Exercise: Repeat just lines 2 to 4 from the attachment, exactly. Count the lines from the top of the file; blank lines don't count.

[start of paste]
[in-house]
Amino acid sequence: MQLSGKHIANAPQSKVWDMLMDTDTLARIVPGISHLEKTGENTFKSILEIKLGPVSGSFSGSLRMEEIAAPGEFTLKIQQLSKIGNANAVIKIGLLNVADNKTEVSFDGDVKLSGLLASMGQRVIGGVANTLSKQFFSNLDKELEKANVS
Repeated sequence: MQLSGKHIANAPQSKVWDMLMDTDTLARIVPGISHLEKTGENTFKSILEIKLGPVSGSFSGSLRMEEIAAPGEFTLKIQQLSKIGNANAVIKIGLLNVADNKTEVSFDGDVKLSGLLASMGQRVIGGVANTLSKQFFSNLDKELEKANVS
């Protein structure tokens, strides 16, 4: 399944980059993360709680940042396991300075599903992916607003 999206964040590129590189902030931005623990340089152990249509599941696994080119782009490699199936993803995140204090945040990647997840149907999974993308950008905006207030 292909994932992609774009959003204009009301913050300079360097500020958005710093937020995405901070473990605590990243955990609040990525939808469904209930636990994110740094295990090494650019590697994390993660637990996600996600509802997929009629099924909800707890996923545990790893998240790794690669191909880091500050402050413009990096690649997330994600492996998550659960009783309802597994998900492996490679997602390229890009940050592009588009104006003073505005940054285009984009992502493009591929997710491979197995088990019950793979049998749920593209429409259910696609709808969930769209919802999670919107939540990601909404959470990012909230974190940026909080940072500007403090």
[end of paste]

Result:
Amino acid sequence: MQLSGKHIANAPQSKVWDMLMDTDTLARIVPGISHLEKTGENTFKSILEIKLGPVSGSFSGSLRMEEIAAPGEFTLKIQQLSKIGNANAVIKIGLLNVADNKTEVSFDGDVKLSGLLASMGQRVIGGVANTLSKQFFSNLDKELEKANVS
Repeated sequence: MQLSGKHIANAPQSKVWDMLMDTDTLARIVPGISHLEKTGENTFKSILEIKLGPVSGSFSGSLRMEEIAAPGEFTLKIQQLSKIGNANAVIKIGLLNVADNKTEVSFDGDVKLSGLLASMGQRVIGGVANTLSKQFFSNLDKELEKANVS
């Protein structure tokens, strides 16, 4: 399944980059993360709680940042396991300075599903992916607003 999206964040590129590189902030931005623990340089152990249509599941696994080119782009490699199936993803995140204090945040990647997840149907999974993308950008905006207030 292909994932992609774009959003204009009301913050300079360097500020958005710093937020995405901070473990605590990243955990609040990525939808469904209930636990994110740094295990090494650019590697994390993660637990996600996600509802997929009629099924909800707890996923545990790893998240790794690669191909880091500050402050413009990096690649997330994600492996998550659960009783309802597994998900492996490679997602390229890009940050592009588009104006003073505005940054285009984009992502493009591929997710491979197995088990019950793979049998749920593209429409259910696609709808969930769209919802999670919107939540990601909404959470990012909230974190940026909080940072500007403090």